• The Many by Wyl Menmuir. This book is strange — it’s moody and dark, and it gets weirder as the book goes on. I’m not entirely sure I understood everything that happened, but I liked it anyway. It captures a place and an atmosphere in a manner that felt innovative. The only thing I didn’t like was the frequency of dream descriptions, but even though I found those boring, I can see how dreams are important to a novel that’s as surreal as this one is. And I’m inclined to value the strangeness of this book — and that of Hot Milk — over the more familiar stories of The North Water and His Bloody Project.


Filed under Books

Land of Enchantment and The Fire This Time

I’ve been steadily reading the Booker long list and I will write about those books soon, but first I want to tell you about two books I finished and loved before the Booker madness began. First is Leigh Stein’s Land of Enchantment, a memoir about Stein’s relationship with a young man named Jason, who, she learns at the beginning of the book, died at 23 from a motorcycle accident. She tells about their relationship and the experience of learning of his death. The two meet when Stein is 22 and he is 19; they quickly fall in love, and then move to New Mexico so she can write a book. But things don’t go well: Jason is troubled and abusive, and Stein struggles with the isolation, uncertainty, and the lack of confidence that can come from being in an abusive relationship and not feeling sure enough of herself to get out.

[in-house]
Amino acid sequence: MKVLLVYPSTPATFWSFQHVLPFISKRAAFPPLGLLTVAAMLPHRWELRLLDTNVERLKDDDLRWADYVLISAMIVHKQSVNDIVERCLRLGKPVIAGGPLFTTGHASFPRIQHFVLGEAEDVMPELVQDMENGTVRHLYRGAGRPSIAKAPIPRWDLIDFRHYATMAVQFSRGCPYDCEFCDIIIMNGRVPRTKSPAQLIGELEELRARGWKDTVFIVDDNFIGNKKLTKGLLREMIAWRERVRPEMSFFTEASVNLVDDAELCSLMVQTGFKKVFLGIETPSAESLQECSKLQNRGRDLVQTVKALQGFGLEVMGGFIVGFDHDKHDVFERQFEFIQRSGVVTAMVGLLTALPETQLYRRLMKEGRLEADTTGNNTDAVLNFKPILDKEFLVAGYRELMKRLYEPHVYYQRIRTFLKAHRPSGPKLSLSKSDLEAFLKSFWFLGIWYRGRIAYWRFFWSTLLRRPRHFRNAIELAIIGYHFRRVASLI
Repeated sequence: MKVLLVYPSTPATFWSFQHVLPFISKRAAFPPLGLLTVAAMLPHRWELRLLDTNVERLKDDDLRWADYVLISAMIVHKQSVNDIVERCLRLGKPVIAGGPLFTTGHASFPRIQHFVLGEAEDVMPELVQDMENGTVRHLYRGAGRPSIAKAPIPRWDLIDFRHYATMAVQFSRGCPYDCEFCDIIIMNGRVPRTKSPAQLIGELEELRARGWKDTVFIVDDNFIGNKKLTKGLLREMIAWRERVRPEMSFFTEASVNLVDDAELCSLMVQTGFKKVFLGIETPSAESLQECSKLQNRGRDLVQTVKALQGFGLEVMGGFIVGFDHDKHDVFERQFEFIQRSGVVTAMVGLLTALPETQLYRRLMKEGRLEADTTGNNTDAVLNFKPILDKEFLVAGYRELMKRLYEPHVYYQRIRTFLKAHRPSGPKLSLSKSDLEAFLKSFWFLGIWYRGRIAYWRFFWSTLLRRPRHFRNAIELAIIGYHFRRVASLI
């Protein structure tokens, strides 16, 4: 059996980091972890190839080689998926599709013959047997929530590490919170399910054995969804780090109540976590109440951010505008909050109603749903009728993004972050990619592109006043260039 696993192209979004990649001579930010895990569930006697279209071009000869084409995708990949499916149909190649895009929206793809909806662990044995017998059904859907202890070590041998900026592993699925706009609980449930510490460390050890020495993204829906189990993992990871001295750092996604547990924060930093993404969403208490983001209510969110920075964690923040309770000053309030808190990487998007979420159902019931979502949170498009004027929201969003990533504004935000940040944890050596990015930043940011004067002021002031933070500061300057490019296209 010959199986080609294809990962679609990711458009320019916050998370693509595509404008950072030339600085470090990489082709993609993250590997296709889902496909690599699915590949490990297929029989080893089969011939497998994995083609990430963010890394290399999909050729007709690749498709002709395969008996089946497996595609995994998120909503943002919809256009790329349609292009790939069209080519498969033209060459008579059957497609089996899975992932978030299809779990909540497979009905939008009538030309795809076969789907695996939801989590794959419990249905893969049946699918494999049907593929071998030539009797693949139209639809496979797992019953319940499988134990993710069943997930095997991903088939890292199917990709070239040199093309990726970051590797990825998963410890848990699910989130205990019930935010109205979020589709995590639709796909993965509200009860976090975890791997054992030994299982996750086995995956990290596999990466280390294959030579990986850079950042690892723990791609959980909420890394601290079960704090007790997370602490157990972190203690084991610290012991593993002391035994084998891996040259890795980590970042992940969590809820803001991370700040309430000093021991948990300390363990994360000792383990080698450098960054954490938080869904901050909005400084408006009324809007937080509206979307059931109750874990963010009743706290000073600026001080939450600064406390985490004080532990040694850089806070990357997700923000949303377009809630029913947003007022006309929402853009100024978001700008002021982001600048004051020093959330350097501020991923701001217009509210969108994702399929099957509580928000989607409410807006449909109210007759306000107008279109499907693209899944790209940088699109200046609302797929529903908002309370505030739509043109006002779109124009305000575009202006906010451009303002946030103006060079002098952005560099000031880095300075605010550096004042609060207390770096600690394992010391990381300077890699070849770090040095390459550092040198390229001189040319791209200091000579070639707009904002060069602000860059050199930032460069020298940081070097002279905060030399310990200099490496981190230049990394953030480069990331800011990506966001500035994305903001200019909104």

Stein tells the story well: it’s engaging and emotionally powerful. She captures feeling of being trapped, knowing she’s in a bad place but not knowing what to do about it. Stein has gotten criticism for writing a memoir so young (she’s now 32 or thereabouts), but I think this book shows why that criticism is silly: yes, it’s a memoir by a young person, but it has the depth and insight one hopes for from any memoirist. Perhaps the book would be different if Stein wrote it twenty years from now, but that’s fine — it would just be a different book, not necessarily a better one.

The other book to tell you about is the anthology The Fire This Time: A New Generation Speaks About Race, edited by Jesmyn Ward. The book brings together an impressive group of writers, including Claudia Rankine, Edwidge Danticat, Natasha Trethewey, and Kiese Laymon. It’s mostly made up of essays, although there are some poems as well. The pieces are varied: some are personal and others are more historically or sociologically focused. The book is a sort of follow-up and response to James Baldwin’s book The Fire Next Time and is meant to offer thoughts on what has changed since Baldwin’s time — and even before that — and what hasn’t. There are essays on the experience of walking in Jamaica and New York City, on Ward’s experience of having a DNA test done to tell her exactly where her ancestors came from, on the 18th-century poet Phillis Wheatley, and on Rachel Dolezal. There is so much good stuff in this book!

I’ll be back soon to write about my Booker reading.


Filed under Books